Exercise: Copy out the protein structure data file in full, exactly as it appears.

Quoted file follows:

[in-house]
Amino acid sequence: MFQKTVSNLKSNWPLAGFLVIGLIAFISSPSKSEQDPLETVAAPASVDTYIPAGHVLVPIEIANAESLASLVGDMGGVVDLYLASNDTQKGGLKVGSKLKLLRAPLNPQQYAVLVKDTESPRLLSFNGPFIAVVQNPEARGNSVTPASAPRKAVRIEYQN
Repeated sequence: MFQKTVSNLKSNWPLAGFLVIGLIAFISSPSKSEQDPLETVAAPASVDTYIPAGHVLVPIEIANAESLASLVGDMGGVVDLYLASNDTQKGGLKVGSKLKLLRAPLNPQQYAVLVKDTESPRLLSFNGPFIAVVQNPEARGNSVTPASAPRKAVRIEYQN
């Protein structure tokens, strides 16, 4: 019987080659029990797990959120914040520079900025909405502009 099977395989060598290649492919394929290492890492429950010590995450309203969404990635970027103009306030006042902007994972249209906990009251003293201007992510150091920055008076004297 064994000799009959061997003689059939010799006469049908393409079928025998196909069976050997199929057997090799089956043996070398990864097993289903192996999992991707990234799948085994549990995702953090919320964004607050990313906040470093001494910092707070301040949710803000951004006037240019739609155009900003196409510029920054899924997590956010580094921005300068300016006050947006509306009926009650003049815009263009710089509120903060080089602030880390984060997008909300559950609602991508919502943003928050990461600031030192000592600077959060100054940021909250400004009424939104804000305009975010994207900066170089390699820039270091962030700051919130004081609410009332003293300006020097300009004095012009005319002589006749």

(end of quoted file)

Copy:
[in-house]
Amino acid sequence: MFQKTVSNLKSNWPLAGFLVIGLIAFISSPSKSEQDPLETVAAPASVDTYIPAGHVLVPIEIANAESLASLVGDMGGVVDLYLASNDTQKGGLKVGSKLKLLRAPLNPQQYAVLVKDTESPRLLSFNGPFIAVVQNPEARGNSVTPASAPRKAVRIEYQN
Repeated sequence: MFQKTVSNLKSNWPLAGFLVIGLIAFISSPSKSEQDPLETVAAPASVDTYIPAGHVLVPIEIANAESLASLVGDMGGVVDLYLASNDTQKGGLKVGSKLKLLRAPLNPQQYAVLVKDTESPRLLSFNGPFIAVVQNPEARGNSVTPASAPRKAVRIEYQN
């Protein structure tokens, strides 16, 4: 019987080659029990797990959120914040520079900025909405502009 099977395989060598290649492919394929290492890492429950010590995450309203969404990635970027103009306030006042902007994972249209906990009251003293201007992510150091920055008076004297 064994000799009959061997003689059939010799006469049908393409079928025998196909069976050997199929057997090799089956043996070398990864097993289903192996999992991707990234799948085994549990995702953090919320964004607050990313906040470093001494910092707070301040949710803000951004006037240019739609155009900003196409510029920054899924997590956010580094921005300068300016006050947006509306009926009650003049815009263009710089509120903060080089602030880390984060997008909300559950609602991508919502943003928050990461600031030192000592600077959060100054940021909250400004009424939104804000305009975010994207900066170089390699820039270091962030700051919130004081609410009332003293300006020097300009004095012009005319002589006749």